Halfway House Budget Cuts: A Set-Up to Keep Prison Doors RevolvingFeb 2, 2018 Danielle Steele Williams 0 Behind the Wall halfway house for inmates
After speaking with my husband this morning, I can no longer sit quietly about the curveball the Federal Bureau of Prisons has thrown to inmates who were prepared to be released to halfway houses. For those of you that do not know, when a person is sentenced in the federal system he/she must go through a re-entry process, which includes the Release Preparation Program and eventually be placed in a Residential Reentry Center before entering the “free world” again. These programs are in place to help make the transition back into society less challenging by preparing inmates before they leave prison. Such benefits of the programs include, possible eligibility for a release gratuity, clothing, money for transportation to destination, exposure to other beneficial resources and most importantly prepares them to be gainfully employed while in the program.
One would think that’s a great way to assist individuals that have been locked away from society, some for most of their adult lives, being that their normal is so far from our normal. We do know that one day several that are imprisoned for various crimes will eventually walk out of the prison gates. So why not help them transition effectively? Why would the BOP decide to cut funding to such a transformational program when the incarceration rate hit record highs over the last decade?
My husband called and first informed me of the BOP budget cut news last month. Of course, it bothered him because he doesn’t know how it will affect him when it’s time for his release. But this morning’s call was a little different…He was hurting for one of his cellmates that prepared to go home and had been through the Release Preparation Program, placed in the Residential Reentry Program, submitted all documentation which is a tedious process, shipped all of his belongings home, had a job lined up and family anxiously waiting and preparing for his arrival to receive a letter that abruptly ended it all!! The half-way house he was assigned to is scheduled to be closed!!…. Just let that sink in…3 weeks away from freedom!! Do you know what that can do to someone’s psyche?? He now has to do another 8 months. His family that needs his love, physical and financial support now has to wait another 8 months.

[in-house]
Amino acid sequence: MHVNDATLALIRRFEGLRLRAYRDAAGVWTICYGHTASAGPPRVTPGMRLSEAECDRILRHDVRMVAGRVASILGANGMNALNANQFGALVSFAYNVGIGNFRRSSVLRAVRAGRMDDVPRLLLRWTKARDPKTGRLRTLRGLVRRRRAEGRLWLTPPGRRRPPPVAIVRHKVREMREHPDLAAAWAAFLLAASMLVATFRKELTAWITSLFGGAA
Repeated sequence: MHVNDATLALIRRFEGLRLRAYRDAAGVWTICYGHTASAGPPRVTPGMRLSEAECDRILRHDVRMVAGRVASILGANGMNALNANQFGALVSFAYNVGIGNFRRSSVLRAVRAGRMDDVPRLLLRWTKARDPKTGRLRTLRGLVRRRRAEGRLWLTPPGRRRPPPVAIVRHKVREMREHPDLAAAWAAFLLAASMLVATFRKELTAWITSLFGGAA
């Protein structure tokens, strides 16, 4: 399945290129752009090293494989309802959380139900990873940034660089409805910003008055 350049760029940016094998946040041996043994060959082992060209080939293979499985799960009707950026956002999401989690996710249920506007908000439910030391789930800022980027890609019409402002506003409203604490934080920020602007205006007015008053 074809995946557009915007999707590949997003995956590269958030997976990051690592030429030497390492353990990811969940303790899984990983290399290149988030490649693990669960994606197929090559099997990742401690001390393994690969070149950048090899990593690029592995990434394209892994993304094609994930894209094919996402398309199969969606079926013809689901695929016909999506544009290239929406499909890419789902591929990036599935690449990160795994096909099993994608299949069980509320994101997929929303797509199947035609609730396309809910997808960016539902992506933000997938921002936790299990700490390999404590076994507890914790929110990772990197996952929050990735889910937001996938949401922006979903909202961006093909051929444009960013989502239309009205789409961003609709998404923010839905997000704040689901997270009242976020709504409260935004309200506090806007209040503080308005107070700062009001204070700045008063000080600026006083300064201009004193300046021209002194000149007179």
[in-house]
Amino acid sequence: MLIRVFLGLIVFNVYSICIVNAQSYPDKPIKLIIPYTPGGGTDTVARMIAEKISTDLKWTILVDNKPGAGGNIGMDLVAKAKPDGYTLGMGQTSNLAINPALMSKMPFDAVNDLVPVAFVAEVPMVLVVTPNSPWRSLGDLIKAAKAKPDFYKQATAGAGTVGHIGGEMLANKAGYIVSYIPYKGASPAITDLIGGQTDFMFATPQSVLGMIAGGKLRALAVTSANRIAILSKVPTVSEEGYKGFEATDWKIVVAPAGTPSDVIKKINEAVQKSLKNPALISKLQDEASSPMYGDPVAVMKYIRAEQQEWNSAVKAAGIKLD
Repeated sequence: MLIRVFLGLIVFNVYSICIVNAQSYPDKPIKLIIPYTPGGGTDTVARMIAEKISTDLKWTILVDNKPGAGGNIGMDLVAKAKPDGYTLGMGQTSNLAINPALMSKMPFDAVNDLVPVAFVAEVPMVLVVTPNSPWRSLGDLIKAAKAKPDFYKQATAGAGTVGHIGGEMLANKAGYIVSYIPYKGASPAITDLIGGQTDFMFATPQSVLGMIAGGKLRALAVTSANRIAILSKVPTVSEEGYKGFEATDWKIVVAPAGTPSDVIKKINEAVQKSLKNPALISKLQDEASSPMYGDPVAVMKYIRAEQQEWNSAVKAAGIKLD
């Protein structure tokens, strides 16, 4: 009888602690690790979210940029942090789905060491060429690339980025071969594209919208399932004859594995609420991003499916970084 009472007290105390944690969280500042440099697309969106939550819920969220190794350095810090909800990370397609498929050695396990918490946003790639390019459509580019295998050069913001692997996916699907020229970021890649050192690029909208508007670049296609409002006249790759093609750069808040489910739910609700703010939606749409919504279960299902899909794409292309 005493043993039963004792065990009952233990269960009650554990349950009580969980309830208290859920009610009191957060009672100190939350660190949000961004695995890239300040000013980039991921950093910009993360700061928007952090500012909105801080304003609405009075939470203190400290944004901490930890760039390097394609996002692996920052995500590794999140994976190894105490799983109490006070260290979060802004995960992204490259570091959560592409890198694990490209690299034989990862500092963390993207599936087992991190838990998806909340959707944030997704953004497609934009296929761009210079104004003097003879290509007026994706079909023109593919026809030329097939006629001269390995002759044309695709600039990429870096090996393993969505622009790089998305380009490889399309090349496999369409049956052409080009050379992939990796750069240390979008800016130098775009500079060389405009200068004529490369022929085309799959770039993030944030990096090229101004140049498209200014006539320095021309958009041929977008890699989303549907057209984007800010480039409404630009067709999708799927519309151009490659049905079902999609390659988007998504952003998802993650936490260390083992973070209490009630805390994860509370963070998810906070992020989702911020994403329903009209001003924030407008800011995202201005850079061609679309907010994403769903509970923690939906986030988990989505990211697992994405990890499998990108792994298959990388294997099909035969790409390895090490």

So much can happen in 8 months, in prison and in the “free” world. A person’s mind has to be in a certain space and place to do prison time and not let the prison time do him/her. No, I haven’t done prison time but I understand my husband’s struggles to the best of my ability. For my family, a difference in 8 months is a matter of the kids being able to spend time with their father their last year of high school or him not being able to be there to spend that year with them and see them graduate. That’s major!! Especially since he hasn’t been here from kindergarten through tenth grade!! If the BOP has incentive programs in place such as Halfway Houses and home confinement to help lower the recidivism rate, then why not utilize the programs to their full extent?
I can only imagine what the family is going through. We got a taste of it as we waited to hear a response from the Clemency 2014 Project. This is not an attempt to minimize the crimes that were committed. However, the time has been served according to Former President George Bush’s Second Chance Act. The Second Chance Act was signed into law in 2008 with bipartisan support. And to all my “if you do the crime, do the time people,” there are many people in prison that were harshly sentenced due to mandatory minimums. Therefore, the time really has been served if the the system was just.
Now, there is another option available if halfway houses are being closed. However, that option is not being utilized. Why not put those who have already gone through the RPP on home confinement? The same stipulations as the RRP still apply. Therefore, those released to home confinement are no more a “threat to society” than those in a halfway house.
I applaud Jay-Z and Van Jones touching on a few criminal justice reform issues on CNN’s Van Jones Show. There’s so much that needs reforming but to cut a program that will reduce the recidivism rate will be detrimental to society. It’s a setup to send released inmates right back to prison because they don’t have the necessities they need to survive. When inmates are finally released, they still will be faced with probation, in many cases, which can last years and can be easily violated. Probation is an issue that Jay-Z brought to the forefront that has led to Meek Mill’s current incarceration. The same support that is given to Meek Mills is the same support that’s needed to get Congress’s attention to review and retract the decision to make Budget Cuts to Halfway Houses. If budget cuts had to be made, did they have to be made to an area so significant to the success of newly released individuals? For more info, check out the NPR article,
Prisoners Face Uncertainty As Number Of Halfway Houses Are Cut.